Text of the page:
|   Implementation

Managers: Take control of your change projects to better mobilize your teams

By Caroline Ménard


Management’s Role in Transformation Projects

As expert consultants in corporate strategy and transformation, we often see managers foist an entire transformation project on our shoulders – after all, that’s what they hire us for, right?

However, ensuring a transformation project’s efficiency and durability requires a totally different approach. Although the consultant is an essential resource in terms of managing the project and sharing best practices and tools, managers have everything to gain in being the real ball carriers.



Because it’s their organization, managers need to make sure that any new structure, new technology or new product comes from them and their team, as opposed to being solely developed by the consultant. The manager’s involvement and active participation are essential to maintaining his or her leadership and ensuring the project’s credibility. Managers need to support, legitimize and defend the project at all times, in all circumstances.


We now know that ownership of implemented solutions is directly proportional to the level of mobilization and participation from the troops, i.e. managers and employees alike. And they need to get involved as soon as possible, meaning from the very beginning of the process. This is a crucial point, because this kind of project ownership generates the most concrete and powerful results. For example, getting managers involved from the very beginning of the thought process to establish a new organizational model brings them on board more quickly, and it empowers them to create meaning around the proposed changes when they’re announced to employees.


If the consultant owns the project and manages it from A to Z, the transformation often doesn’t survive after the consultant leaves. It’s like they’re taking the solution away with them in their briefcase, and there’s no one left to keep it alive.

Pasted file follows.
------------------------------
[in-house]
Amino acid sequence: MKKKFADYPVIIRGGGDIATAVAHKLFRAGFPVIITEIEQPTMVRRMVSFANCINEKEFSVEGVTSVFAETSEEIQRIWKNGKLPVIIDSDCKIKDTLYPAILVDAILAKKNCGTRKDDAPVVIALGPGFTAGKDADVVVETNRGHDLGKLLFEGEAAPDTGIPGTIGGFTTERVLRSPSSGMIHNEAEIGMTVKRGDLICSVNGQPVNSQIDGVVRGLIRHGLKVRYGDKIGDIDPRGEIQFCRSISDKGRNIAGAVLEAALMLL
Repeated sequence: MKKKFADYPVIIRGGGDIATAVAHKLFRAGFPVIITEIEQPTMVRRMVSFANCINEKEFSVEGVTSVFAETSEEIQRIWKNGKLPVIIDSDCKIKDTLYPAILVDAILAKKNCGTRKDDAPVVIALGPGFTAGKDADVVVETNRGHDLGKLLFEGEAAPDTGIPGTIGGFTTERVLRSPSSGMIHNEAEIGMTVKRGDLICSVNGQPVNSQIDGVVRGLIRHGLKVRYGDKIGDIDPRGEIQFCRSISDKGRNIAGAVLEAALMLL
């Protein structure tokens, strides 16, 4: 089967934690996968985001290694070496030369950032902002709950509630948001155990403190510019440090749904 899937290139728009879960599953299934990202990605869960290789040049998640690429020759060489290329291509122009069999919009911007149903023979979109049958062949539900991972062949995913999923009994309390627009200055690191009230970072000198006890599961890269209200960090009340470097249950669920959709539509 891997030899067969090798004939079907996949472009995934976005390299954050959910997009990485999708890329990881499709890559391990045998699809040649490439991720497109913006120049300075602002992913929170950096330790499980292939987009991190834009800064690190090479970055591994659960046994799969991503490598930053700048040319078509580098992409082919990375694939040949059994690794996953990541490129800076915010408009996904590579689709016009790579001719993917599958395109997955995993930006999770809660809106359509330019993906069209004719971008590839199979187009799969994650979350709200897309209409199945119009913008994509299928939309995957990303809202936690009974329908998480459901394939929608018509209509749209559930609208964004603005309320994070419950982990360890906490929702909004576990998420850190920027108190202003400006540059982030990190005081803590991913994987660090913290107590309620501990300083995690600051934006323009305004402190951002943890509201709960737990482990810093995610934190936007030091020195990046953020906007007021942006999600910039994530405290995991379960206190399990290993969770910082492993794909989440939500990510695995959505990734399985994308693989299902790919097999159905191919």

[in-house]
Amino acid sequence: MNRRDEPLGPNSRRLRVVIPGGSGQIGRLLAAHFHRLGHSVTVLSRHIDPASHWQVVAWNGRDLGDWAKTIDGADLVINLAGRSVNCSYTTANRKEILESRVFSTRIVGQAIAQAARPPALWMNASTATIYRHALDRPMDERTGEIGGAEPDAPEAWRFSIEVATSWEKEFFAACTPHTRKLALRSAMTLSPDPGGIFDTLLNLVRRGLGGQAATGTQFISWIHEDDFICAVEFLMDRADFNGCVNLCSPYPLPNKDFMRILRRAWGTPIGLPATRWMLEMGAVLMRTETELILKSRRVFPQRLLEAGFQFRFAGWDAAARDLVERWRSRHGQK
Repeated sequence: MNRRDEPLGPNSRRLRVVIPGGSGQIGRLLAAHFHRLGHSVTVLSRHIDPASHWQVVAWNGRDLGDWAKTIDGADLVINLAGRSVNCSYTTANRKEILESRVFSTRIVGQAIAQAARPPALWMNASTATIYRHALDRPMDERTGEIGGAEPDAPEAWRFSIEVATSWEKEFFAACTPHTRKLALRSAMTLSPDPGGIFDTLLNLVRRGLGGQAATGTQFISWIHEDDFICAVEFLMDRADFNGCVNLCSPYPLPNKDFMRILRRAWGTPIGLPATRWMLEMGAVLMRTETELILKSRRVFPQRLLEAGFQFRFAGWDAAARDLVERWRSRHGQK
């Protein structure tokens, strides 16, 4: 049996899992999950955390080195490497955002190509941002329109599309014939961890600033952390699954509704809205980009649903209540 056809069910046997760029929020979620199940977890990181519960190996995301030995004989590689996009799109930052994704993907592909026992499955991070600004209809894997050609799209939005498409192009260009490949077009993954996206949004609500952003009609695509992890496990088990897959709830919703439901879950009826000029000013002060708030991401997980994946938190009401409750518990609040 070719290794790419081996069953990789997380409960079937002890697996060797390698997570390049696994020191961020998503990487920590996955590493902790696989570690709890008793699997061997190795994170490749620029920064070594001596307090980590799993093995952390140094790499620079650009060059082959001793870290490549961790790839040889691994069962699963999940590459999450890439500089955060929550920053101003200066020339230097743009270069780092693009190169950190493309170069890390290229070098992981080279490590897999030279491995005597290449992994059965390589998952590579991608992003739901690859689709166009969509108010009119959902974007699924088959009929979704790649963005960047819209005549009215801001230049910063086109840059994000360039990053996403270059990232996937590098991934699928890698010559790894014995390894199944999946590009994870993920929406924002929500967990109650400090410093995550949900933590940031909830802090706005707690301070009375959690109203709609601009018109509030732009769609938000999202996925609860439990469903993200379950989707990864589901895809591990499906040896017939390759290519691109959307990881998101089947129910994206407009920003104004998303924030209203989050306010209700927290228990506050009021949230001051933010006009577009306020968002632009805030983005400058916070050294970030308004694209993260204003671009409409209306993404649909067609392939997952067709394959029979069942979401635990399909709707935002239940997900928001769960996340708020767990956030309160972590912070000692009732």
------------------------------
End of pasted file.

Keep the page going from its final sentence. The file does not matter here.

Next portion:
Obviously, this type of involvement requires managers to invest time and energy in order to:

  • Contribute to diagnosing the situation to be resolved or changed
  • Participate in defining a solution
  • Make decisions that they can own in the long term
  • Appropriate the solution’s implementation plan and handle its key components (with guidance, but always maintaining ownership and leadership)
  • Involve other team members in discussions, making sure to listen to them, consult them, encourage them, etc.

This investment will generate concrete, guaranteed benefits, such as:

  • Ensuring more control and efficiency for the transformation project, since managers will be fully involved in identifying and implementing solutions
  • Increasing the chances of success, since the management’s leadership and involvement will encourage team members to buy into the change


The consultant’s role is neither to find solutions nor to implement them. Instead, transformation consultants should act as catalysts, helping managers create the project, plan each phase, use the best management and monitoring tools, and mobilize troops to secure their full cooperation. Consultants should also make sure to transfer their expertise to managers, in order to make the transformation – and its benefits – more durable.